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Discussion Starter · #1 ·
Over the last couple of weeks, after i've driven a few start/stop miles in the city, my left front caliper will lock up and the brake will clamp down over the rotor. I've had very old cars and trucks do this, but this caliper is maybe 7-8 years old. Could the sliding mechanism that the caliper uses be fubard (in other words, perhaps the little rubber bushings inside the caliper are dry and have lost lubricant), or is it likely the caliper piston gets stuck? I'm thinking the latter, because, if it was the sliding mechanism, one pad would be wearing worse.

I'll tell you, the left side got so hot, the whole wheel was hot! I believe even the brake fluid got hot and boiled off, if that is possible
 

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Prior maintenance? How many miles on this set of pads and rotors? Brake hardware replaced w/ pad swap or re-used?

W/ regard to your reasoning, you've it reversed. the piston hanging is far less likely than failed caliper pins and bushings causing the issue.
 

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rubber brake line to that caliper.
torn flap inside acts like check valve.
 

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Discussion Starter · #5 ·
C'mon, is that hose observation really common? I've never seen it and have always done my own brakes since the 70's. The weird thing about this is that it doesn't do it if you're not braking a lot. It sorta takes a lot of start stop driving in city, then it locks down.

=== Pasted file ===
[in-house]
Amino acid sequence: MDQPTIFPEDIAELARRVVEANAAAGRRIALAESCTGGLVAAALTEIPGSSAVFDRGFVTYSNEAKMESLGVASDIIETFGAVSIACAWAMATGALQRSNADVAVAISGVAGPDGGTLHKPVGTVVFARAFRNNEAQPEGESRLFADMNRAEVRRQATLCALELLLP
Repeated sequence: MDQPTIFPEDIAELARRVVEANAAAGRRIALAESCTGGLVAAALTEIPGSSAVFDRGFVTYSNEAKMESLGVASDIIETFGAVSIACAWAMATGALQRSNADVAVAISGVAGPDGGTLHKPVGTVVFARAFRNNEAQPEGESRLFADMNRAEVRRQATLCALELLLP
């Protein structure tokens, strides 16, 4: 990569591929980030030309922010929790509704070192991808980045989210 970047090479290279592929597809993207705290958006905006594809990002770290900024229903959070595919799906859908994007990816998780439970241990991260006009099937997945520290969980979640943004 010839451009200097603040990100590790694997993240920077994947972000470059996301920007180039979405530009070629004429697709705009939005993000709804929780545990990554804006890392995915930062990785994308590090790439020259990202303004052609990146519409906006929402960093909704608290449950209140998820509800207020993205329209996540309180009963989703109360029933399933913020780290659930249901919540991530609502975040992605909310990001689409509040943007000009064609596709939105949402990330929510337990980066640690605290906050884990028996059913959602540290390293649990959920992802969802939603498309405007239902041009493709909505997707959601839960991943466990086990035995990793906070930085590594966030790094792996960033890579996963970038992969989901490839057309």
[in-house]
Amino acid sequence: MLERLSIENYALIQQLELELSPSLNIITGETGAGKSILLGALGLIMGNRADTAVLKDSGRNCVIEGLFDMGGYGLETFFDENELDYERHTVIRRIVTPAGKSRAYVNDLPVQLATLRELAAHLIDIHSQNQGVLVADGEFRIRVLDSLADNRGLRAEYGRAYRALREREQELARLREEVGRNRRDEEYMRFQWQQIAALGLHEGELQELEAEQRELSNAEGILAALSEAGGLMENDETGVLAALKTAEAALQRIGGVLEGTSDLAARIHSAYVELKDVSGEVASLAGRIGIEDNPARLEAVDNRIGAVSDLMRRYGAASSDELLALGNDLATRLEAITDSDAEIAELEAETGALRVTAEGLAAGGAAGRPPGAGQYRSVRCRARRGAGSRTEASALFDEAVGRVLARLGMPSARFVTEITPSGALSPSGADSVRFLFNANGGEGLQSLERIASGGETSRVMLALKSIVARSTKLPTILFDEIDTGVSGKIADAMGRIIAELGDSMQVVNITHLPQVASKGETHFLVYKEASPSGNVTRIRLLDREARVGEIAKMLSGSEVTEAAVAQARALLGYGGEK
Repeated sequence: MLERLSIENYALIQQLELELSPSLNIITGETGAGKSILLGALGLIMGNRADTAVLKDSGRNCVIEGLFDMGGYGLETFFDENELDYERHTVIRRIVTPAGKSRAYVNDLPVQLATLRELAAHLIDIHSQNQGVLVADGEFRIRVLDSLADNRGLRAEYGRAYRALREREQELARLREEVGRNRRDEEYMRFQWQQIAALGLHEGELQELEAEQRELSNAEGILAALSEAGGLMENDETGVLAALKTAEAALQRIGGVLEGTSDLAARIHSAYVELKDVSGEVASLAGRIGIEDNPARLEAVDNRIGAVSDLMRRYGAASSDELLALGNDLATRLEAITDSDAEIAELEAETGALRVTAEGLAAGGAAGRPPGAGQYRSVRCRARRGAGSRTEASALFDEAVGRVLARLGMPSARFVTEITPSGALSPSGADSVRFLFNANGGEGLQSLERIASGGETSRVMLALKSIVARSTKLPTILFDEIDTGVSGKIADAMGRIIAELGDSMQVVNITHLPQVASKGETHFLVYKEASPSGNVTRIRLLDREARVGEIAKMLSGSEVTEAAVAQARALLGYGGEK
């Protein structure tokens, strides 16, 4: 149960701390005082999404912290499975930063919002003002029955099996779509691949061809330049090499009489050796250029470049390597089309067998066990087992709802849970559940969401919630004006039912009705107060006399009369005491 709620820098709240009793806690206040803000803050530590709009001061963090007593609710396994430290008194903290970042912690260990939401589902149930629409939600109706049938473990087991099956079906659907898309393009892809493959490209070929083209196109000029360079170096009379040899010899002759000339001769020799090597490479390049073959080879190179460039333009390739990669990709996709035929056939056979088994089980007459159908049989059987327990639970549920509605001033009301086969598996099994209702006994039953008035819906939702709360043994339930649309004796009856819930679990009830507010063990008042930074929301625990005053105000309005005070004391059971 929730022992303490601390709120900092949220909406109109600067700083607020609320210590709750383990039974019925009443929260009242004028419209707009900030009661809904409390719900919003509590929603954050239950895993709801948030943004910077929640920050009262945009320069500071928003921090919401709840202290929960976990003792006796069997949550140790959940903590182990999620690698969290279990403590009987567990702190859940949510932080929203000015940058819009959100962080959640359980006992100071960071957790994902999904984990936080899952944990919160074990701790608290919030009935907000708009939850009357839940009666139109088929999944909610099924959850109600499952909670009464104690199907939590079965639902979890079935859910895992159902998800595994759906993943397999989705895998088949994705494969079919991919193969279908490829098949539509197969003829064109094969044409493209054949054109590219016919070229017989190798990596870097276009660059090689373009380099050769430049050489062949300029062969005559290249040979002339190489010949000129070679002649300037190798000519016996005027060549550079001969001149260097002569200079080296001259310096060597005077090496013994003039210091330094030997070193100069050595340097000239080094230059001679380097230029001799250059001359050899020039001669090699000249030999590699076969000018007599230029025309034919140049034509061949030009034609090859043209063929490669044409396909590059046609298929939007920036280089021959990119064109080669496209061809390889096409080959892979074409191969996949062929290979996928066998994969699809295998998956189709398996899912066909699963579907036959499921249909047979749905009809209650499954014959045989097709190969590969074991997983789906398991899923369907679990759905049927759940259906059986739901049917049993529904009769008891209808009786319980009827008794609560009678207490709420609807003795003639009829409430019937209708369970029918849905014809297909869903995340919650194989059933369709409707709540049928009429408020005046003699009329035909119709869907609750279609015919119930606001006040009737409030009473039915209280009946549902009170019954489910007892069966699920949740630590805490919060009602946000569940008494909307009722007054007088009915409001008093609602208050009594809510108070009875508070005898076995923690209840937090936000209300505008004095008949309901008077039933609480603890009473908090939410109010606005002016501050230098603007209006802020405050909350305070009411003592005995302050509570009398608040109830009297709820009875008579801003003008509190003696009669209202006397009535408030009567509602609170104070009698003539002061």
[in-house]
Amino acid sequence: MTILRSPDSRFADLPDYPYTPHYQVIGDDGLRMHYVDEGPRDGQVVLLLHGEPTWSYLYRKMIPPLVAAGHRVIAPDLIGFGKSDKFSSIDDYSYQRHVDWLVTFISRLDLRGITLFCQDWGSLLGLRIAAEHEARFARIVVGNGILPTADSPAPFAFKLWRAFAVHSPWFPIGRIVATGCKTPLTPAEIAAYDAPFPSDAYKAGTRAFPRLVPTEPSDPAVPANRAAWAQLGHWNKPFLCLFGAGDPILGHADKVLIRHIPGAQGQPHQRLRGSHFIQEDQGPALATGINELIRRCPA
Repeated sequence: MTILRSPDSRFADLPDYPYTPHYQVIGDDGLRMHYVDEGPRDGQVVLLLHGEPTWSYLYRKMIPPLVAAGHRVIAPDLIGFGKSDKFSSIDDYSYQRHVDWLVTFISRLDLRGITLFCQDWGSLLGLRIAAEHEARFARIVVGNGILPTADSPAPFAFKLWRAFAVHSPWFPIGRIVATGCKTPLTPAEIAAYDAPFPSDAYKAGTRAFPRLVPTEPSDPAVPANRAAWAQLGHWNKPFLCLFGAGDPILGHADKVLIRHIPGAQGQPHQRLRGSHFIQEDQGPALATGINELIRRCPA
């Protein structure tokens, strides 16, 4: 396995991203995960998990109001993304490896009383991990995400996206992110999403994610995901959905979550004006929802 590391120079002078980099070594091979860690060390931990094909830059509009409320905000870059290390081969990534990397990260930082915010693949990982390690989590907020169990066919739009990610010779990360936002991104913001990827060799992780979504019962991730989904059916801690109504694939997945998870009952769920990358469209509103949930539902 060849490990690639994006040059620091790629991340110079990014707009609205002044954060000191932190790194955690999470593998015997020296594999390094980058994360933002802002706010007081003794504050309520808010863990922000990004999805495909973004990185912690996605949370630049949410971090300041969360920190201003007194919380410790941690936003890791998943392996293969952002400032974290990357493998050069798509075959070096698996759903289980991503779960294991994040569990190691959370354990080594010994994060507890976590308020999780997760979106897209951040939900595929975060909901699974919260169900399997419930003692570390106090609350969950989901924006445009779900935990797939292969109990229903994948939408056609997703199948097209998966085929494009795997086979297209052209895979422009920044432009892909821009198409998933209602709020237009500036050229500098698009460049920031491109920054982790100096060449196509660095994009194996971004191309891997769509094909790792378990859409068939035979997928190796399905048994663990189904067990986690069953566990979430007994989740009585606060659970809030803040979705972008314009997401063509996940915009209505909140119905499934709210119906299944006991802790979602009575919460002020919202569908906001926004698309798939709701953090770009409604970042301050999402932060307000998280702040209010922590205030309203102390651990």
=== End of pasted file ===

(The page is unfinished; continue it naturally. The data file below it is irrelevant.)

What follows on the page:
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C'mon, is that hose observation really common?.
I've seen other post on the subject of the flex hose causing issues and in my case it most definitley was. I think it was causing the brakes to stay clamped to the rotor.

I kept having problems with the rotors warping after a few thousand miles. Replaced everything (calipers, rotors (or turned), and pads and after a bit I would get the shakes in the steering wheel when braking and the rotors were warped again.

Someone mentioned the flex hoses to me and I was skepticle but thought, why not. Redid everything again AND replaced both flex hoses.....Problem solved.
 

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Discussion Starter · #7 ·
I've seen other post on the subject of the flex hose causing issues and in my case it most definitley was. I think it was causing the brakes to stay clamped to the rotor.

I kept having problems with the rotors warping after a few thousand miles. Replaced everything (calipers, rotors (or turned), and pads and after a bit I would get the shakes in the steering wheel when braking and the rotors were warped again.

Someone mentioned the flex hoses to me and I was skepticle but thought, why not. Redid everything again AND replaced both flex hoses.....Problem solved.
Thanks for the input and advice everyone. Yeah, hoses are probably original and 'look' good. It's only the driver side and also only does it after brakes are warm and being used. Also interesting that my fluid level was a little low. Topped it off and the problem was till there. Wondering if maybe the heat actually caused some boiling off of brake fluid. DOT3 boils at about 130 degrees C.